4. Applications of Derivatives

# 4.2 Linear Approximations and Differentials

### Learning Objectives

- Describe the linear approximation to a function at a point.
- Write the linearization of a given function.
- Draw a graph that illustrates the use of differentials to approximate the change in a quantity.
- Calculate the relative error and percentage error in using a differential approximation.

We have just seen how derivatives allow us to compare related quantities that are changing over time. In this section, we examine another application of derivatives: the ability to approximate functions locally by linear functions. Linear functions are the easiest functions with which to work, so they provide a useful tool for approximating function values. In addition, the ideas presented in this section are generalized in the second volume of this text, when we studied how to approximate functions by higher-degree polynomials in the Introduction to Power Series and Functions.

# Linear Approximation of a Function at a Point

Consider a function that is differentiable at a point . Recall that the tangent line to the graph of at is given by the equation

For example, consider the function at . Since is differentiable at and , we see that . Therefore, the tangent line to the graph of at is given by the equation

(Figure)(a) shows a graph of along with the tangent line to at . Note that for near 2, the graph of the tangent line is close to the graph of . As a result, we can use the equation of the tangent line to approximate for near 2. For example, if , the value of the corresponding point on the tangent line is

The actual value of is given by

Therefore, the tangent line gives us a fairly good approximation of ((Figure)(b)). However, note that for values of far from 2, the equation of the tangent line does not give us a good approximation. For example, if , the -value of the corresponding point on the tangent line is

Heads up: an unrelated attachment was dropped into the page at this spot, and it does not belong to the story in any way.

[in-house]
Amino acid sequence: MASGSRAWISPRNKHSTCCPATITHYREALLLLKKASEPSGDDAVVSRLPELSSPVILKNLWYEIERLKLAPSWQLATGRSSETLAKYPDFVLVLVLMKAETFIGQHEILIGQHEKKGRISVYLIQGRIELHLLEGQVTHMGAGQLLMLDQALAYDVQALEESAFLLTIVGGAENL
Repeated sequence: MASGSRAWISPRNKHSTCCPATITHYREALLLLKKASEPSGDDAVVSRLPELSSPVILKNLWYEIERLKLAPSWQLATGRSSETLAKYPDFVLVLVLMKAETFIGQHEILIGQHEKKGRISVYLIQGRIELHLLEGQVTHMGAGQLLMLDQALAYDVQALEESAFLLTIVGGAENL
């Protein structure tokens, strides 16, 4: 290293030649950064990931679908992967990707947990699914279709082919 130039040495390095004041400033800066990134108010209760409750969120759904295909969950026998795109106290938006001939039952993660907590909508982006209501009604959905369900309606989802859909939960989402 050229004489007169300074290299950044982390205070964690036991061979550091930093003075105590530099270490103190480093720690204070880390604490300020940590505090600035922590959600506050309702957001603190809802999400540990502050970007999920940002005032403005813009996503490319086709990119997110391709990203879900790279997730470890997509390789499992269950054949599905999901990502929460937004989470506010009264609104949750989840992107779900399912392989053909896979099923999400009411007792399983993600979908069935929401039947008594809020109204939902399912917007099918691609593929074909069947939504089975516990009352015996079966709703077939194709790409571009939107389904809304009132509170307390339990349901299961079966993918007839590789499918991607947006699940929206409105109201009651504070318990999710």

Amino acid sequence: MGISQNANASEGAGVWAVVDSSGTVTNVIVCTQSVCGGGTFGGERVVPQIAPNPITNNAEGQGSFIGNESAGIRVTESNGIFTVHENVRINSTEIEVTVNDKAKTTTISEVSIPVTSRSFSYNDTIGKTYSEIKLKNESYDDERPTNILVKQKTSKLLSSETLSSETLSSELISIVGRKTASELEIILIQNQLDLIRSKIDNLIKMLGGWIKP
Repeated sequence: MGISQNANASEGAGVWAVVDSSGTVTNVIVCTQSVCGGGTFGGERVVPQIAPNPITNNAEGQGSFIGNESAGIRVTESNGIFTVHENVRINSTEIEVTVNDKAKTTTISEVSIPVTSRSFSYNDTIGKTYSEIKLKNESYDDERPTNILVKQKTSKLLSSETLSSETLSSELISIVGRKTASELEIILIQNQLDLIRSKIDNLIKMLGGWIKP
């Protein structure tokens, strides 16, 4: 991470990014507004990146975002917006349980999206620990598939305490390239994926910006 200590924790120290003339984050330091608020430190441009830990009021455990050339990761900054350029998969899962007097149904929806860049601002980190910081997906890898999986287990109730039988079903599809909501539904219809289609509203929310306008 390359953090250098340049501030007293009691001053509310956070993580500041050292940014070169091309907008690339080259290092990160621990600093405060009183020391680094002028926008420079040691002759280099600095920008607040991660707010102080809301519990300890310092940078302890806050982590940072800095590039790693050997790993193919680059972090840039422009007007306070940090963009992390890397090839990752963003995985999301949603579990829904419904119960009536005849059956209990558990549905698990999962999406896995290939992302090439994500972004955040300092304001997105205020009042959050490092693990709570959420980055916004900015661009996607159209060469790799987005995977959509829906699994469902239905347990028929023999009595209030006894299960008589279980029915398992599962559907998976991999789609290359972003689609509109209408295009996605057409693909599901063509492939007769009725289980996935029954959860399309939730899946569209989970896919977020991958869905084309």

whereas the value of the function at is .

In general, for a differentiable function , the equation of the tangent line to at can be used to approximate for near . Therefore, we can write

We call the linear function

the **linear approximation**, or **tangent line approximation**, of at . This function is also known as the linearization of at .

To show how useful the linear approximation can be, we look at how to find the linear approximation for at .

### Linear Approximation of

Find the linear approximation of at and use the approximation to estimate .

Find the local linear approximation to at Use it to approximate to five decimal places.

#### Solution

2.00833

#### Hint

### Linear Approximation of

Find the linear approximation of at and use it to approximate

#### Solution

First we note that since rad is equivalent to using the linear approximation at seems reasonable. The linear approximation is given by

We see that

Therefore, the linear approximation of at is given by (Figure).

To estimate using we must first convert 62° to radians. We have radians, so the estimate for is given by

Find the linear approximation for at

#### Hint

Linear approximations may be used in estimating roots and powers. In the next example, we find the linear approximation for at which can be used to estimate roots and powers for real numbers near 1. The same idea can be extended to a function of the form to estimate roots and powers near a different number

### Approximating Roots and Powers

Find the linear approximation of at Use this approximation to estimate

#### Solution

The linear approximation at is given by

Because

the linear approximation is given by (Figure)(a).

We can approximate by evaluating when We conclude that

Find the linear approximation of at without using the result from the preceding example.

#### Solution

#### Hint

# Differentials

We have seen that linear approximations can be used to estimate function values. They can also be used to estimate the amount a function value changes as a result of a small change in the input. To discuss this more formally, we define a related concept: differentials.** Differentials** provide us with a way of estimating the amount a function changes as a result of a small change in input values.